The administrator of the U.S. Federal Emergency Management Agency said Friday it will take up to an estimated $50 billion to help rebuild Puerto Rico from Hurricane Maria and warned that the U.S. territory is not ready for another disaster.
Brock Long said his agency aims to make the island's roads, homes, bridges and electrical grid as strong as possible but noted that the next hurricane season starts June 1.
"We're running out of time," he said during a visit to Puerto Rico, adding that much of the island's infrastructure collapsed. "We have a long way to go."
Long said his agency also is coordinating a June 14 planning and training exercise with Puerto Rico's government in which life-saving supplies will be delivered to the island's 78 municipalities to ensure better response times for any upcoming storms. Cities and towns will be allowed to store those supplies for future disasters.
FEMA and local government officials already have stockpiled more than 15.6 million liters of water and more than 2.8 million meals in five warehouses across the island in the event of another disaster.
Long stressed that Puerto Rico's public and private sectors have to build a strong emergency response network and establish unified plans.
"FEMA cannot be directly responsible for all of the response and recovery," he said.
He also said the private sector should ensure that communication systems become more resistant. Maria left nearly all of Puerto Rico without phone service after the Category 4 storm hit on Sept. 20.
Long defended his agency from ongoing criticism that it did not respond quickly enough to the hurricane or dedicate the same amount of resources compared with other natural disasters in the U.S. mainland.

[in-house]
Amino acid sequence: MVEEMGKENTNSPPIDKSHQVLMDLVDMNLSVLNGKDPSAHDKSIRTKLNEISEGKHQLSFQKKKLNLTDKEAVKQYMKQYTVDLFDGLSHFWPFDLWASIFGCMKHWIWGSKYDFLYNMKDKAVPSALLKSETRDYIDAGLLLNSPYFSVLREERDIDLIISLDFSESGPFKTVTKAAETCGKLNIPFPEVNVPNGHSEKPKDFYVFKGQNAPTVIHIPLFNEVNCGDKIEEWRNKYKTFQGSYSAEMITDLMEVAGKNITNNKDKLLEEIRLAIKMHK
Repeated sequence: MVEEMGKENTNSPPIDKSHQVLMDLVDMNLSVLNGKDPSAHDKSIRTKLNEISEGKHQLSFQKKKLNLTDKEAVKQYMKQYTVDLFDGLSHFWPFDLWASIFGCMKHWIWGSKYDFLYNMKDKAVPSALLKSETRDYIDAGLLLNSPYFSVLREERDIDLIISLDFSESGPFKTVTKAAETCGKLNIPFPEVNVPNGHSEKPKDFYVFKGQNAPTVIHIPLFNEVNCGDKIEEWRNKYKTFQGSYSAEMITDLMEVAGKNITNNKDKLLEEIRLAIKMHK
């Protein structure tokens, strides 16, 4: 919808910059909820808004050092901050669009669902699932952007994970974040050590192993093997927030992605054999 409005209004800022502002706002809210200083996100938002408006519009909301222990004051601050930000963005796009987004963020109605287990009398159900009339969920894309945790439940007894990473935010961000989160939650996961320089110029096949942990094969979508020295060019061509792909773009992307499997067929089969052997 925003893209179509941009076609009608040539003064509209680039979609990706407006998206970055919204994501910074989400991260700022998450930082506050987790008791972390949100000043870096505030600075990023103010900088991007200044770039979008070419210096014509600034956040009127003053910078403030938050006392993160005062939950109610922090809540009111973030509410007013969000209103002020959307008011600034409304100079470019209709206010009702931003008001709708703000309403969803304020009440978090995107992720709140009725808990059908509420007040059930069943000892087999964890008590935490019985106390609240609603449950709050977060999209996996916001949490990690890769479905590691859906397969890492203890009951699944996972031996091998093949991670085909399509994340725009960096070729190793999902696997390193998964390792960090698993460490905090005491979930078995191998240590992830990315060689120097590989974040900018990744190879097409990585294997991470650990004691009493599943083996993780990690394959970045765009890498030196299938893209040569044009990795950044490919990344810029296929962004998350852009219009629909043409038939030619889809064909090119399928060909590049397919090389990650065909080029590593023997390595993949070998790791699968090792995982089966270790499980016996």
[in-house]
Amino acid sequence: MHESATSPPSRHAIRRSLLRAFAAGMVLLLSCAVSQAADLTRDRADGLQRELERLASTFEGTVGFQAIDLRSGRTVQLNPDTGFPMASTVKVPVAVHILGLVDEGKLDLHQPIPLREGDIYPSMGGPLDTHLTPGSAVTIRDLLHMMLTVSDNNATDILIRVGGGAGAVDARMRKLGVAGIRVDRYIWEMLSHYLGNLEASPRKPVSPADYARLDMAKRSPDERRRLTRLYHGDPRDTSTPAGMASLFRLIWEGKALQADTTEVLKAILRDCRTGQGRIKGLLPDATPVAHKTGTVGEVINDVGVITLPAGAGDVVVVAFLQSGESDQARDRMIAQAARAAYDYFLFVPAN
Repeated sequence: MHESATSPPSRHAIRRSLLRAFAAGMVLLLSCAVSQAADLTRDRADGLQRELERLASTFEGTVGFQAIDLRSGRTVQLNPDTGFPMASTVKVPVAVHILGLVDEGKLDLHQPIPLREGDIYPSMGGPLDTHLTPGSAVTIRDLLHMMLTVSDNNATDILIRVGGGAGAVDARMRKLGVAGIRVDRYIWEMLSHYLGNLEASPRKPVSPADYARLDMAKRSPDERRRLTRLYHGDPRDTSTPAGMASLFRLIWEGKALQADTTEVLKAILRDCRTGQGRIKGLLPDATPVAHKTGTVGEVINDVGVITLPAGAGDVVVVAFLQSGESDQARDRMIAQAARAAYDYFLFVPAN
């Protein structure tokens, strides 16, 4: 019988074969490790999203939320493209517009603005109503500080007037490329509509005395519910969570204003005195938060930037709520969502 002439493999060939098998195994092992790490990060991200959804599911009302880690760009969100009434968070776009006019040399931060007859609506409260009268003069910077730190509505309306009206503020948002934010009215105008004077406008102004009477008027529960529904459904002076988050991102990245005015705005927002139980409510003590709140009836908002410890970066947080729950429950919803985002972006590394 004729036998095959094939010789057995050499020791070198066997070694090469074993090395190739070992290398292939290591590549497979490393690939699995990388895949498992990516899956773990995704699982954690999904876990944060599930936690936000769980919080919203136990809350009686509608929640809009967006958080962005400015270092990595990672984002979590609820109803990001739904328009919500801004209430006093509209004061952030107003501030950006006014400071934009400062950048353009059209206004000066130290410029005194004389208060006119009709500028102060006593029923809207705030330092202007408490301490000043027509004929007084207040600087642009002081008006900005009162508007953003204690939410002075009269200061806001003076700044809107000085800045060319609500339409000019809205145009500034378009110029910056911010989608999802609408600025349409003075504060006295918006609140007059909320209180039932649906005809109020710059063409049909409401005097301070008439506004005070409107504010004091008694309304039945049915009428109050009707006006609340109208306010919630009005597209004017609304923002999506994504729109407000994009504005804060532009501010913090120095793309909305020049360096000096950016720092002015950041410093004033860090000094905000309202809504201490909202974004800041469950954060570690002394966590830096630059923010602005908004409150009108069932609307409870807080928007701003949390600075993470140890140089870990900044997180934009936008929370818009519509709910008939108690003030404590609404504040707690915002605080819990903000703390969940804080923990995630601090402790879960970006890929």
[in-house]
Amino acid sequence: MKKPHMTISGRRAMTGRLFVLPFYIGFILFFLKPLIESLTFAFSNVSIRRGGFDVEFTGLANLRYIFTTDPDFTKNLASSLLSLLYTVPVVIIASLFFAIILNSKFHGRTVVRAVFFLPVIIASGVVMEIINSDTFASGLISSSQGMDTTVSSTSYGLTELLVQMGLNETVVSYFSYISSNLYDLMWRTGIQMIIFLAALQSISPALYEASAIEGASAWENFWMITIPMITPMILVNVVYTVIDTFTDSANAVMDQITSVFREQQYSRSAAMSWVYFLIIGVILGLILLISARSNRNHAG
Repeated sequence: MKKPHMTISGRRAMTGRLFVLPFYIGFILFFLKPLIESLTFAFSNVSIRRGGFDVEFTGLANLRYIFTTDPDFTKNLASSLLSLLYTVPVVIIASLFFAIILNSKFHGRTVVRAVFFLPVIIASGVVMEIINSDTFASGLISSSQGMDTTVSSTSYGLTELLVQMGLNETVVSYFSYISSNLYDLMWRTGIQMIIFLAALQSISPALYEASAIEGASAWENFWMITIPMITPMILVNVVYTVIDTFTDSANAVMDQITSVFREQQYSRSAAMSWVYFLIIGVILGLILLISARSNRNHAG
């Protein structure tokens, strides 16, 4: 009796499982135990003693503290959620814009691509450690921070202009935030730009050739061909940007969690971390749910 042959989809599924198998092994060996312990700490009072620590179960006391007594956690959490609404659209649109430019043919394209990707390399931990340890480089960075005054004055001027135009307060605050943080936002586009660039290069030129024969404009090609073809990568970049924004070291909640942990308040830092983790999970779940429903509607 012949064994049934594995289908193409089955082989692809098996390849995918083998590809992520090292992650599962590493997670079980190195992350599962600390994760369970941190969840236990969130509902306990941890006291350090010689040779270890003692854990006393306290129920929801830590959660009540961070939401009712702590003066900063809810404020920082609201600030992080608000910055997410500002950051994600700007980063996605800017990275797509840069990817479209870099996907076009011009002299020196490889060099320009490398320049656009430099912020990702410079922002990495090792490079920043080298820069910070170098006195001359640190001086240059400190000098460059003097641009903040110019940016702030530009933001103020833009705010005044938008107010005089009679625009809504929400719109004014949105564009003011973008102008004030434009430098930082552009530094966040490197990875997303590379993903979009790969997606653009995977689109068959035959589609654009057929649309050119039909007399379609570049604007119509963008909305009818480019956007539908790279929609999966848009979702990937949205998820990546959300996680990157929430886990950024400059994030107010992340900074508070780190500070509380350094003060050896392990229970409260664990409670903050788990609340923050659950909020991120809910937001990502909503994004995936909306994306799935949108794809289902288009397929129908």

"(That's) completely false," he said, adding that in the first six months since Maria hit, FEMA invested $10 billion in Puerto Rico, in contrast to the $6 billion invested in the six months after Hurricane Katrina.
He said his agency is working to reduce bureaucracy but needs to ensure that federal funds will be spent appropriately.
"Recovery never moves as fast as people want it to be," he said. "And in this case, moving faster can be detrimental from the standpoint of putting this money to work in a manner that truly makes Puerto Rico stronger and more resilient."
Mike Byrne, FEMA's federal coordinating officer in Puerto Rico, said he is working with the U.S. territory's government to determine how federal funds will be used to identify priorities and rebuild damaged infrastructure.
Byrne said some of the money will go toward strengthening the island's power grid since the storm destroyed two-thirds of its distribution system. More than 50,000 power customers remain in the dark, but he said 96 percent of all customers now have electricity.
"We've done the Band-Aid," he said. "We've patched the system back together."
Long said the recovery process has been slow in part because supplies ranging from construction equipment to power poles have been scarce in light of the natural disasters that hit the U.S. mainland, Puerto Rico and the U.S. Virgin Islands last year.
Officials said FEMA will have a presence in Puerto Rico for several years to help it rebuild.